Twenty-five years after Black History Month was first established in Canada, keynote speaker Wanda Costen told those gathered at Saturday’s gala that working together as a community is “critical” for growth.
Born in the United States, Costen’s mother had to leave school when she became pregnant at 18 years old. Costen’s grandmother was a domestic labourer and her great grandmother picked cotton.
Now, Costen is the dean of the school of business at MacEwan University. She has a PhD in sociology from Washington State University and an EMBA from Pepperdine University. At the United States Military Academy at West Point she received a bachelor of science.
“I am not here if my grandmother does not immigrate from the south during Jim Crow,” she said. “I’m standing on her shoulders.”
Costen spoke about the importance of using the power that you have to make your voice heard.
“You have the power to vote and many of the people in this room come from countries where that power does not exist,” said Costen. “One would think you would exercise it every single time you have the opportunity to do so.”
She told those gathered there is also power in having discussions, debates and stepping out of your comfort zone.
However, she said the power of uniting as a community is the most important. She quoted Margaret Wheatley saying, “There is no power for change greater than a community discovering what it cares about.”
“Diversity is being invited to the dance… but inclusion is being asked to dance,” said Costen. “You want a community working together to solve your own problems and advancing the interests of the entire community.”
She spoke about the importance of reaching out, asking for help and partnering with others in the community.
“Do not forget your responsibility to rise up and speak up on behalf of those who don’t have a voice,” said Costen.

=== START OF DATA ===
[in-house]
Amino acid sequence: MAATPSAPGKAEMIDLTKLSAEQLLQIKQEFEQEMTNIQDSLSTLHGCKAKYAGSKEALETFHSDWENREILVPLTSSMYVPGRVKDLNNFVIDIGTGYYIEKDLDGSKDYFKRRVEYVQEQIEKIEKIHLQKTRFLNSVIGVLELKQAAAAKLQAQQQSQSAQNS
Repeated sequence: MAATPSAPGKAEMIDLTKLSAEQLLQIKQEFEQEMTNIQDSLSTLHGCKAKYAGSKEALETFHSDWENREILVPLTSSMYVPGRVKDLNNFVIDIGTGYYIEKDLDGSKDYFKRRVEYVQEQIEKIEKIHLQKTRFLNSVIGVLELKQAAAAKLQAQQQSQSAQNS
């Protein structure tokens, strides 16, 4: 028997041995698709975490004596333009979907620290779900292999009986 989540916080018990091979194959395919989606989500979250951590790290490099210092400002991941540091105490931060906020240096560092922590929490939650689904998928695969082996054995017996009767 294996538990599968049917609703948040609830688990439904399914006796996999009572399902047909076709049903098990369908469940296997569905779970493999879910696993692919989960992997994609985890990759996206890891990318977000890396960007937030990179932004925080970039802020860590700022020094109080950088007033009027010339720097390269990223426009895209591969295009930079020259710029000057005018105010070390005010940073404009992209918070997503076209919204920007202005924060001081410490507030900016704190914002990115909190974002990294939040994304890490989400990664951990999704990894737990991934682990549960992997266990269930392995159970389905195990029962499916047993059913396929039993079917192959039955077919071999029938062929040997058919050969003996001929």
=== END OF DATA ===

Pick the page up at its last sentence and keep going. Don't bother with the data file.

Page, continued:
Hosted by the Rehoboth Alliance, Fort McMurray’s sixth annual Black History Month gala was filled with speakers from the community.
David Yurdiga, MP for Fort McMurray-Cold Lake, told guests about important local figures, including John Ware. Ware was born into slavery in South Carolina and left for Texas after the civil war. In 1882, he settled in Alberta and helped create the province’s ranching industry.
He also mentioned Fort McMurray residents Regina Oppon and Vincella Thompson, who have both been recognized as two of the 100 accomplished black Canadian women in 2020.
“Tonight we honour these amazing Canadians past and present,” said Yurdiga.
Laila Goodridge, MLA for Fort McMurray-Lac La Biche said the choice of Franco-Africans to settle in Alberta created a dynamic and vibrant addition to the francophone community.
Mayor Don Scott said he knows there are challenges, but encouraged everyone to reach out and connect.
He said that Martin Luther King Jr. was his personal hero and that studying his life and the work he did “transformed me.”
“The world can be changed through the power of speech,” said Scott. “Thank you all so very much for all that the black community contributes, not only to the community, but to all of the world and all of Canada for certain.”